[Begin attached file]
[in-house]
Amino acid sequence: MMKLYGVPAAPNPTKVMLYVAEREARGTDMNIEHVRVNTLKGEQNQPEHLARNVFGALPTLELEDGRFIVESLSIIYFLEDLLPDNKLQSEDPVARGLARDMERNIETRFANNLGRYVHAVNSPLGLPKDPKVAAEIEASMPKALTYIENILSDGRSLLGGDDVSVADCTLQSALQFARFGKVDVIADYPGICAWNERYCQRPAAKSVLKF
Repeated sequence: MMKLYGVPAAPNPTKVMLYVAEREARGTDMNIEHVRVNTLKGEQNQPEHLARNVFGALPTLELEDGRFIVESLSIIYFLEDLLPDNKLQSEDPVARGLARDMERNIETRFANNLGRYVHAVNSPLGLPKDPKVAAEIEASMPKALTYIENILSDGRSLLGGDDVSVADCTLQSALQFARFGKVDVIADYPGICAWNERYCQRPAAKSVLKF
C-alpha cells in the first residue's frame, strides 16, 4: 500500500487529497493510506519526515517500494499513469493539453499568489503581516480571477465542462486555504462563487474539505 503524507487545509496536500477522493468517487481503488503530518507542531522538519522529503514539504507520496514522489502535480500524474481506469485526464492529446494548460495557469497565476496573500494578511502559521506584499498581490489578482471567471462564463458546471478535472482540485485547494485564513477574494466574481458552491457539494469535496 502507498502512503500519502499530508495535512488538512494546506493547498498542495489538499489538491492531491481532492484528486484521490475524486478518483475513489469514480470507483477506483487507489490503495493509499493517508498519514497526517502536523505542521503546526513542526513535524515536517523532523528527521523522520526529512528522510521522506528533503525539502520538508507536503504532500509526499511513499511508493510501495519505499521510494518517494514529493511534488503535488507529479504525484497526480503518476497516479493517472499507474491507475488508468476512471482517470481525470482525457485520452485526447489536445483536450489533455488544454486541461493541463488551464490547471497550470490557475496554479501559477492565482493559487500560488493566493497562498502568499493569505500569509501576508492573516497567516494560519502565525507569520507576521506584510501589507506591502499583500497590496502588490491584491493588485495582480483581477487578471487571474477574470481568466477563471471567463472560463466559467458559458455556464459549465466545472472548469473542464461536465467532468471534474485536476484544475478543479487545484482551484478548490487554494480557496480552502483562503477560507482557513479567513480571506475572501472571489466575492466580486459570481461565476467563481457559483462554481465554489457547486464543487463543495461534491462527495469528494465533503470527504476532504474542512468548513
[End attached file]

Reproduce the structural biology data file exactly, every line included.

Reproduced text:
[in-house]
Amino acid sequence: MMKLYGVPAAPNPTKVMLYVAEREARGTDMNIEHVRVNTLKGEQNQPEHLARNVFGALPTLELEDGRFIVESLSIIYFLEDLLPDNKLQSEDPVARGLARDMERNIETRFANNLGRYVHAVNSPLGLPKDPKVAAEIEASMPKALTYIENILSDGRSLLGGDDVSVADCTLQSALQFARFGKVDVIADYPGICAWNERYCQRPAAKSVLKF
Repeated sequence: MMKLYGVPAAPNPTKVMLYVAEREARGTDMNIEHVRVNTLKGEQNQPEHLARNVFGALPTLELEDGRFIVESLSIIYFLEDLLPDNKLQSEDPVARGLARDMERNIETRFANNLGRYVHAVNSPLGLPKDPKVAAEIEASMPKALTYIENILSDGRSLLGGDDVSVADCTLQSALQFARFGKVDVIADYPGICAWNERYCQRPAAKSVLKF
C-alpha cells in the first residue's frame, strides 16, 4: 500500500487529497493510506519526515517500494499513469493539453499568489503581516480571477465542462486555504462563487474539505 503524507487545509496536500477522493468517487481503488503530518507542531522538519522529503514539504507520496514522489502535480500524474481506469485526464492529446494548460495557469497565476496573500494578511502559521506584499498581490489578482471567471462564463458546471478535472482540485485547494485564513477574494466574481458552491457539494469535496 502507498502512503500519502499530508495535512488538512494546506493547498498542495489538499489538491492531491481532492484528486484521490475524486478518483475513489469514480470507483477506483487507489490503495493509499493517508498519514497526517502536523505542521503546526513542526513535524515536517523532523528527521523522520526529512528522510521522506528533503525539502520538508507536503504532500509526499511513499511508493510501495519505499521510494518517494514529493511534488503535488507529479504525484497526480503518476497516479493517472499507474491507475488508468476512471482517470481525470482525457485520452485526447489536445483536450489533455488544454486541461493541463488551464490547471497550470490557475496554479501559477492565482493559487500560488493566493497562498502568499493569505500569509501576508492573516497567516494560519502565525507569520507576521506584510501589507506591502499583500497590496502588490491584491493588485495582480483581477487578471487571474477574470481568466477563471471567463472560463466559467458559458455556464459549465466545472472548469473542464461536465467532468471534474485536476484544475478543479487545484482551484478548490487554494480557496480552502483562503477560507482557513479567513480571506475572501472571489466575492466580486459570481461565476467563481457559483462554481465554489457547486464543487463543495461534491462527495469528494465533503470527504476532504474542512468548513